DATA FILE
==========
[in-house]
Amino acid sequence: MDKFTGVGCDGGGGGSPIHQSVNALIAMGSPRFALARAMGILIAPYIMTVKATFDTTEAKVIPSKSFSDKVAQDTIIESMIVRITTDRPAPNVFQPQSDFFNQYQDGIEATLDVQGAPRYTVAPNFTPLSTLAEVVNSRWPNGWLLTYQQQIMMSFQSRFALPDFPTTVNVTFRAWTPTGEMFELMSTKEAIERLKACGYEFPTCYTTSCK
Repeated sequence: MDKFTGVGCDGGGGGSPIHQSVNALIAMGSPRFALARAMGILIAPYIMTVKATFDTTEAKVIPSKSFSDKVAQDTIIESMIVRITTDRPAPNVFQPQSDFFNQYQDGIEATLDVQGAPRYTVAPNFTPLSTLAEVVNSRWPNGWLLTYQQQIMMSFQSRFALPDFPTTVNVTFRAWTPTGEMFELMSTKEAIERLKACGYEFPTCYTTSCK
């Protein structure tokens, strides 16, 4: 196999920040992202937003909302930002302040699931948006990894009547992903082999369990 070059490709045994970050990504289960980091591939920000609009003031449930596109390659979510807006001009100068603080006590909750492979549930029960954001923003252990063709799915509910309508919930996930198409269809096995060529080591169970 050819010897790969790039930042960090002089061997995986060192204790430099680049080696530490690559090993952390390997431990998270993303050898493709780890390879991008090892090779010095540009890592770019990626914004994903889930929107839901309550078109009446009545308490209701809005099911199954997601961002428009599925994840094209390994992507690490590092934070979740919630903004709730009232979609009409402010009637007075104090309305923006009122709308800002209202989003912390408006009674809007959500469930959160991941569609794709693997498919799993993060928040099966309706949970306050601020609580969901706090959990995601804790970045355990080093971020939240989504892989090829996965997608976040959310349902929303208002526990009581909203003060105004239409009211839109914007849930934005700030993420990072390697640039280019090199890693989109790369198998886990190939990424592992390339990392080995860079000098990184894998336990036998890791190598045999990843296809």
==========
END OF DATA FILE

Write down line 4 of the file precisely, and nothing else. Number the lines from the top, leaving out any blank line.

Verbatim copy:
């Protein structure tokens, strides 16, 4: 196999920040992202937003909302930002302040699931948006990894009547992903082999369990 070059490709045994970050990504289960980091591939920000609009003031449930596109390659979510807006001009100068603080006590909750492979549930029960954001923003252990063709799915509910309508919930996930198409269809096995060529080591169970 050819010897790969790039930042960090002089061997995986060192204790430099680049080696530490690559090993952390390997431990998270993303050898493709780890390879991008090892090779010095540009890592770019990626914004994903889930929107839901309550078109009446009545308490209701809005099911199954997601961002428009599925994840094209390994992507690490590092934070979740919630903004709730009232979609009409402010009637007075104090309305923006009122709308800002209202989003912390408006009674809007959500469930959160991941569609794709693997498919799993993060928040099966309706949970306050601020609580969901706090959990995601804790970045355990080093971020939240989504892989090829996965997608976040959310349902929303208002526990009581909203003060105004239409009211839109914007849930934005700030993420990072390697640039280019090199890693989109790369198998886990190939990424592992390339990392080995860079000098990184894998336990036998890791190598045999990843296809």